Yelp has won fans around the globe by providing a neutral platform where users can share reviews of local businesses. If a Vietnamese sandwich shop makes the best banh mi around, reviewers will rave and send more customers that way. If a kosher deli’s pickles are stale, reviewers will say as much, and other readers will steer clear.

But what if it wasn’t users, but Yelp’s own advertising team that determined the balance of — and in some cases wrote — the reviews that make up the meat of the site? Worse, what if Yelp’s advertising reps punished businesses that refused to advertise by the deleting positive reviews and promoting negative ones?

These are the claims being leveled against Yelp in a raft of recent articles. The latest, an opus in the East Bay Express titled ‘Yelp and the Business of Extortion 2.0,’ charges Yelp with bullying local businesses into buying ads and threatening to sully their profiles if they do not.

These are serious claims. With more than 19.5m monthly unique visitors and more than 5m reviews, Yelp is the local review site du jour. And with $31m in funding, the site has ambitions to expand. Just last month, Yelp took its first trip overseas when it debuted in London.

In a call with the FT, Yelp chief executive Jeremy Stoppelman flatly denied the claims.

He said that members of Yelp’s sales team have no power to control the results displayed on a business’s page. Salespeople and engineers are on separate teams, and sit in separate offices. Reviews are displayed according to a proprietary algorithm, similar to the way in which Google results are determined.

Mr Stoppelman also said members of Yelp’s sales team are banned from posting reviews on the site. “No salespeople can write reviews,” he said. “That’s been a longstanding policy since Yelp began.” Other Yelp employees can write reviews, and Mr Stoppelman — an active reviewer — has even given one of his advertisers a one-star review.

To the charge that non-advertisers are faced with less favourable treatment, Mr Stoppelman made the point that in a simple search for, say, “pizza in San Francisco,” the first two results do not advertise with Yelp. (Enter the same query on Citysearch, the main competitor to Yelp, and nearly all the results are sponsored.) “If we were degrading non advertisers form our search results, why would so many non-advertisers be part of our search results?” Mr Stoppelman said. “You can’t say we’re not a friend of small businesses.”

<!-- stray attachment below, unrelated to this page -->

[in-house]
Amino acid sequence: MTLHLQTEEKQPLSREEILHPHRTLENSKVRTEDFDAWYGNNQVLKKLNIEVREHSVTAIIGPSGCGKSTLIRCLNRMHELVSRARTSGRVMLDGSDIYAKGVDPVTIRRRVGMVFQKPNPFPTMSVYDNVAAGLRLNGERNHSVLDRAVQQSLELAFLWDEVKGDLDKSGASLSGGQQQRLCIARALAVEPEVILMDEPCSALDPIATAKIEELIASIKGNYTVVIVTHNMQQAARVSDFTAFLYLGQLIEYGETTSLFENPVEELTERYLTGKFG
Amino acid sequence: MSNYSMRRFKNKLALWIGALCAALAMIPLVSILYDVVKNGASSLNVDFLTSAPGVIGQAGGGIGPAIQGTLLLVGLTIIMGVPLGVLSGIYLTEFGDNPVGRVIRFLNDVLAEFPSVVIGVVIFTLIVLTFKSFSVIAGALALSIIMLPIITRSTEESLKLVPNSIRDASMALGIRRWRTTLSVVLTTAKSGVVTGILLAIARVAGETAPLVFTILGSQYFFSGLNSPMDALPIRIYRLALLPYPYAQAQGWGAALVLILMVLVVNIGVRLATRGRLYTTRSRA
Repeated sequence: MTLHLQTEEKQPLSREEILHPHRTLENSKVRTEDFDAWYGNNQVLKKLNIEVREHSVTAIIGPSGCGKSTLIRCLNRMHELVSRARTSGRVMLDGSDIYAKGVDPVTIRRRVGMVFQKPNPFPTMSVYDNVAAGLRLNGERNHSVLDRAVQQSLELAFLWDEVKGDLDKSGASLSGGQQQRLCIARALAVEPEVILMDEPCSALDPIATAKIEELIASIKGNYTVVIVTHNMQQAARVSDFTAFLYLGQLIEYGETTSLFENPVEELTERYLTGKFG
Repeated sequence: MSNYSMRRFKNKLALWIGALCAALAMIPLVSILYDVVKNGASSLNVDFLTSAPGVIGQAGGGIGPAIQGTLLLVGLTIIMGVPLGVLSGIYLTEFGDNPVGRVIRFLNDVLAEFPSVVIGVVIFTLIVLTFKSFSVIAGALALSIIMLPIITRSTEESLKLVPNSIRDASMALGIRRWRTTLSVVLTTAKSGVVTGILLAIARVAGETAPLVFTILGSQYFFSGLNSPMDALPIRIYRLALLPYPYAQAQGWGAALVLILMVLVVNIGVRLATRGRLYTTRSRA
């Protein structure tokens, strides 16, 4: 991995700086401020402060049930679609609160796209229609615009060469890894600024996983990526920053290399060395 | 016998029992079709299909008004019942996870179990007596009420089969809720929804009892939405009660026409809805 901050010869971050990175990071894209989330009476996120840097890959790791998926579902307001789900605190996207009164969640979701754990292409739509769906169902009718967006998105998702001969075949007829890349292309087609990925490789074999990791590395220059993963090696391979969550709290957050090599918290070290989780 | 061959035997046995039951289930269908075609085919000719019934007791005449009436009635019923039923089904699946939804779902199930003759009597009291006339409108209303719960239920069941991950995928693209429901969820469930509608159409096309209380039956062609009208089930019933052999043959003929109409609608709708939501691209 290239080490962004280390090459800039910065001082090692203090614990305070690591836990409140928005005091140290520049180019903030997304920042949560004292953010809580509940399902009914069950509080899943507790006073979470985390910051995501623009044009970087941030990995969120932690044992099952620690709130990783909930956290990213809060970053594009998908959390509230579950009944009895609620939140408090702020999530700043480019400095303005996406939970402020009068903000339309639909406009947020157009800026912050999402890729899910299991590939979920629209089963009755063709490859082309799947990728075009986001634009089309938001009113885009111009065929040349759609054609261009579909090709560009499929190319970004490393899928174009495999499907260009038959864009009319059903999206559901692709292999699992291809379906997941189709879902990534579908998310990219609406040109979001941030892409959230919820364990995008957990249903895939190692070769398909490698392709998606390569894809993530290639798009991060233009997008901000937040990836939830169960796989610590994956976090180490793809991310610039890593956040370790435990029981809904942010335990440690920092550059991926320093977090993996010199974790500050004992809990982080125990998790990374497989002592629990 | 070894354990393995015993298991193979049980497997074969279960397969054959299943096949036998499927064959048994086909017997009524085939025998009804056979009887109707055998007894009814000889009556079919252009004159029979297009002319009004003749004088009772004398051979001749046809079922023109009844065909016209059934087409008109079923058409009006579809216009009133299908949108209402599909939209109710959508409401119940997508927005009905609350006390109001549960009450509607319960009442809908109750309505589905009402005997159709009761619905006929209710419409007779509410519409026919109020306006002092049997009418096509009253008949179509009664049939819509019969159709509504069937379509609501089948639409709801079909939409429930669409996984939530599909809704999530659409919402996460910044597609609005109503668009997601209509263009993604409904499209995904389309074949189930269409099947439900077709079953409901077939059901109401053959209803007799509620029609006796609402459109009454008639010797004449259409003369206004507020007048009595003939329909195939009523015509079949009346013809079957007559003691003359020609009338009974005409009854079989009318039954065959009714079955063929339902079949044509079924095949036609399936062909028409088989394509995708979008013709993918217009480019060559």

Much of the unhappiness expressed by business owners is probably the result of their unfamiliarity with the way reviews are displayed, according to Mr Stoppelman. “That’s the one area we could definitely be doing better,” he said. “Getting better at getting in front of businesses and saying, ‘This is why we’ve got this proprietary algorithm.’”

To succeed, Yelp badly needs the trust of its reviewers, readers and businesses. If over-agressive advertising reps are leaving the wrong impression on potential advertisers, it could be damaging. “We are a fast growing company, so our messaging is not always going to be spot on,” said Mr Stoppelman.

But to the charges of extortion, and collusion between its sales and editorial teams, he was resolute. “There’s absolutely no way that this has happened or has ever happened,” he said.

Even the Express article, relentless in its accusations, concludes with a bit of backpedaling:

“Plenty of Yelp advertisers still have negative reviews on their pages. “You pretty much have to fight tooth or nail to get a bad review moved or removed,” said one East Bay restaurant advertiser, who wished to remain anonymous. Peter Snyderman, the owner of Elite Cafe, said his sales rep never mentioned moving negative reviews.”

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